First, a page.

Effects of land use and climate change on Skagit River salmon populations
Additional Funds Needed for Completion: $200,000–300,000
Background and motivation: In the Pacific Northwest, many resource managers are concerned about the long-term viability of salmon populations in response to a changing environment driven by climate change and increasing land use. These populations include Chinook salmon (Oncorhynchus tschawytcha) and steelhead (O. mykiss), listed as Threatened under the Endangered Species Act in many areas, and coho salmon (O. kisutch), currently listed as a Species of Concern in Puget Sound. Better understanding of the potential threats to these species from land use will improve our management alternatives such as habitat restoration and protection and sustainable harvest levels. To effectively predict how species will be affected by future land use and climate change, we need life cycle models that examine population responses to habitat changes mediated by changes in land use and climate. We propose to construct these models for Chinook salmon, steelhead, and coho salmon.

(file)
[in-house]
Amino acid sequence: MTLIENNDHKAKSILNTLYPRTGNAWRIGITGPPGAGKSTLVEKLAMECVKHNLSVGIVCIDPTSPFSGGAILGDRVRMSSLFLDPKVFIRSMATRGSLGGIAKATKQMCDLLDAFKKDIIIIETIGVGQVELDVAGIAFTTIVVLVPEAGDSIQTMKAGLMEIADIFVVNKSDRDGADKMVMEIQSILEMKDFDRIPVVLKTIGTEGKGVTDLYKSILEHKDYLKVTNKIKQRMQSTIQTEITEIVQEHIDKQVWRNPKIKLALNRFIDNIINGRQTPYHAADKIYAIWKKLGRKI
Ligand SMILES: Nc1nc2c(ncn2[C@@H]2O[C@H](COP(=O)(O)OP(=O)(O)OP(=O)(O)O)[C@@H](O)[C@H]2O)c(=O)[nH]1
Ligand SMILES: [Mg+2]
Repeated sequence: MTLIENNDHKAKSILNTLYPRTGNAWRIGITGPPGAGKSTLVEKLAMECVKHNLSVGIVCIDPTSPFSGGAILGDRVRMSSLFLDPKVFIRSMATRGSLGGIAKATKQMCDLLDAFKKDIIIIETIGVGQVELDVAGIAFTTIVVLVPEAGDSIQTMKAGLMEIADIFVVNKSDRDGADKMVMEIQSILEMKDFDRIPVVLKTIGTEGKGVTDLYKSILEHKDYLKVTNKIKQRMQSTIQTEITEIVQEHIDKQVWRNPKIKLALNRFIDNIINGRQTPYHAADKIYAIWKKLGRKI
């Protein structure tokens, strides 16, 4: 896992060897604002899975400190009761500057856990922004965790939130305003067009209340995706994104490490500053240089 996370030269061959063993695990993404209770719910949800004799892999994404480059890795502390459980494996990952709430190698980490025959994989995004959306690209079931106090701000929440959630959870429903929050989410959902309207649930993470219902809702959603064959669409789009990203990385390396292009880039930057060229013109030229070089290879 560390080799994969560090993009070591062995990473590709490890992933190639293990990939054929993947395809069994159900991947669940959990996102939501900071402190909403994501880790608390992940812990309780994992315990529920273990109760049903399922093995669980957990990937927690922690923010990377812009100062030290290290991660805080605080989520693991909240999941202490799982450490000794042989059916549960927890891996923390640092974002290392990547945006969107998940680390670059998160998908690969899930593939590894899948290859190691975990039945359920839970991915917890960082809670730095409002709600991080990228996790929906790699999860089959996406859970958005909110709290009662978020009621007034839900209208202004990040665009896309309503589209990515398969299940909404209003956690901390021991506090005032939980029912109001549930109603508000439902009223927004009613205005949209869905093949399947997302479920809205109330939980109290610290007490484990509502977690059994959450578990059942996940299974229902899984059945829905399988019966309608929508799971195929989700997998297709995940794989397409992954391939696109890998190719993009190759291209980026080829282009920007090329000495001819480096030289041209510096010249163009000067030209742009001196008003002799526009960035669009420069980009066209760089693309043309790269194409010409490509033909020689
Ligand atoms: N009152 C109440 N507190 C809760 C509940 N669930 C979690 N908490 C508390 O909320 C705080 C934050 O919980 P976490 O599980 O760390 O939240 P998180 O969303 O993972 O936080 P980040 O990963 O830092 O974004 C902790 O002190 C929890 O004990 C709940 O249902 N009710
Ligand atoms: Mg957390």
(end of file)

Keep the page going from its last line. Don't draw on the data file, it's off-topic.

Objectives: 1) build and test life cycle models for three species, 2) incorporate various land use scenarios on freshwater habitat, 3) incorporate climate change scenarios on freshwater and marine habitats.
Project Team: The project team consists of Correigh Greene (NW Fisheries Science Center), Tim Beechie (NW Fisheries Science Center), Eric Beamer (Skagit River System Cooperative), John Paul Shanahan (Sauk/Suiattle Tribe), Ed Connor (Seattle City Light), Mara Zimmerman (WA Dept of Fish and Wildlife), and Noble Hendrix (R2 Consultants).
Expected Outcome: Projections of extinction risk and population levels under various land use and climate change scenarios.